test_method.__dict__['__unittest_expecting_failure__'] = expected_failure

The first two lines look quite innocent. The last line explained to me why my original method was being marked as not expecting failure: I needed to register it explicitly in not_implemented.

Iterating over possible solutions

Then, I started experimenting with different ways of "solving" this "problem" (the cognitive dissonance that happened to me).

First, I tried using

            test_method.__dict__.setdefault('__unittest_expecting_failure__', expected_failure)

hoping that would work. Well, it partially did. There was another problem though, the value seemed to stay stuck for other unit tests, causing really weird results.

Then I tried setting the value using setdefault only when the failure was to be expected. That helped a bit, with the downside of a lot of "unexpected success" messages.

Turns out that the __dict__ of a bound method, is the same as the __dict__ of the unbound method.

>>> class K(object):
...     def foo(self):
...         pass
>>> K.foo
<function K.foo at 0x1059e8400>
>>> k = K()
>>> k.foo
<bound method K.foo of <__main__.K object at 0x1059eb160>>
>>> k.foo.__dict__ is K.foo.__dict__

Since the generated code is all on the same class, every run in a subclass caused more and more methods to be marked as expecting failure, so the tests became more and more lenient. Definitely not what I wanted.

Reading the source

Having had no luck so far, I decided to look into the __unittest_expecting__failure__ marker. Specifically, where it was used instead of where it was to be set. In Python 3.4.4, the interesting region was on lines 566 to 570 of unittest/case.py

        expecting_failure_method = getattr(testMethod,
                                           "__unittest_expecting_failure__", False)
        expecting_failure_class = getattr(self,
                                          "__unittest_expecting_failure__", False)
        expecting_failure = expecting_failure_class or expecting_failure_method

So expecting failure was calculated based on the method and the class. Reading a bit further gave me another piece of information needed. The name of the test method was stored in an attribute _testMethodName.

Using this new piece of information, I could rewrite the run method as follows:

    def run(self, result=None):
        # Override the run method to inject the "expectingFailure" marker
        # when the test case runs.
        self.__unittest_expecting_failure__ = self._testMethodName in self.not_implemented
        return super().run(result=result)

And all was right in the world. So I did a git push, and awaited the results from Travis-CI.

Oh, while we are waiting: did you know the nice thing about the attribute named _testMethodName. It's guaranteed 100% not to clash with the name of an attribute in a subclass. Why? Because _testMethodName is not PEP8, and everybody writes PEP8 compliant code nowadays.

But Travis-CI did not like it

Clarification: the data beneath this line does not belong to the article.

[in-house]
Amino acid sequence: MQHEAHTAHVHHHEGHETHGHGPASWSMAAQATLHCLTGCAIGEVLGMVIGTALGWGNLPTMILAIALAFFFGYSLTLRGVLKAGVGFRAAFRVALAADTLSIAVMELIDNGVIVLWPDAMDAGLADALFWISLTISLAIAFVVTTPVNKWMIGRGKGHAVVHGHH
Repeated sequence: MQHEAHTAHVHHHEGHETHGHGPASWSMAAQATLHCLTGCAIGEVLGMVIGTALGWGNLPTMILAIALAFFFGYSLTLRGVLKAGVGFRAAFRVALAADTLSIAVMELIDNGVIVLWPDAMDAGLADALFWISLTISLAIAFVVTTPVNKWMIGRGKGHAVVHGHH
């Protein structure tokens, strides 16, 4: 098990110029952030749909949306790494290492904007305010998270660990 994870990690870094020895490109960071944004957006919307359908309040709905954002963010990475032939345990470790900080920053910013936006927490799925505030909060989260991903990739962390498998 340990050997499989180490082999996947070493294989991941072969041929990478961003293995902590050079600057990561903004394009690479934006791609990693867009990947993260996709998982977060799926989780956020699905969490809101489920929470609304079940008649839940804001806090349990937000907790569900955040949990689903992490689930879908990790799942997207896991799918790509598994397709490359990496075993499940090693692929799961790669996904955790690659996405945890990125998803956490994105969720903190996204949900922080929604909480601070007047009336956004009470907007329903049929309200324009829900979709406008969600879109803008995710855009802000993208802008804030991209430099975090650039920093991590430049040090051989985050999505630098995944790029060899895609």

Back on topic. Travis-CI got back with the results. Failure! To be honest, Travis-CI has been complaining about my work on this aspect for so long, I myself was starting to feel like a failure.

However, I did make progress. The test case was now successful on Python 3.4.4, but not on Python 3.4.2. Looking at unittest/case.py from 3.4.2, it was obvious the check on the class attribute was missing. However, seeing the progress I made, I refused to give up. I know the solution was close.

I had one last trick up my sleeve, a trick I was really hoping to not use: replacing the test method with a wrapper.

    def run(self, result=None):
        # Override the run method to inject the "expectingFailure" marker
        # when the test case runs.
        if self._testMethodName in self.not_implemented:
            method = getattr(self, self._testMethodName)
            wrapper = lambda *args, **kwargs: method(*args, **kwargs)
            wrapper.__unittest_expecting_failure__ = True
            setattr(self, self._testMethodName, wrapper)
        return super().run(result=result)

I did another quick run, pushed the code back to GitHub, and awaited the results from Travis-CI. It worked! Success! Party-time!

What I left out to mention

There were a couple more complications I did not go in to: I tried to reduce duplicate code by creating a mixin class. However, that did initially go so well, due to self.not_implemented not always being defined. In the end I got it working, though.

A short remark

One thing I would like to note in particular. Even though I found something in the test suite of VOC that annoyed me, I am not annoyed by (the test suite of) VOC itself. I think it is a really interesting project, and it could have potential for bringing Python to a Java world (Android, in particular).

The parts of the codebase I have seen so far also make real sense to me. From what I understand, they welcome any contributors. So if you are interested in getting a Python-to-Java transpiler working, why not help out the VOC project!

Also, the "trick" that was used to auto-generate a lot of test cases is really nice. I've seen it used before (albeit in a different way) in an internal project I was once working on. It has the advantage of generating a lot of test cases with very little effort. The drawback is that it generates a lot of test cases.


In the end, by understanding the problem space, the wiggle room for solutions, and sometimes even digging into the internals of a tool you are using, you can find an elegant solution to a problem.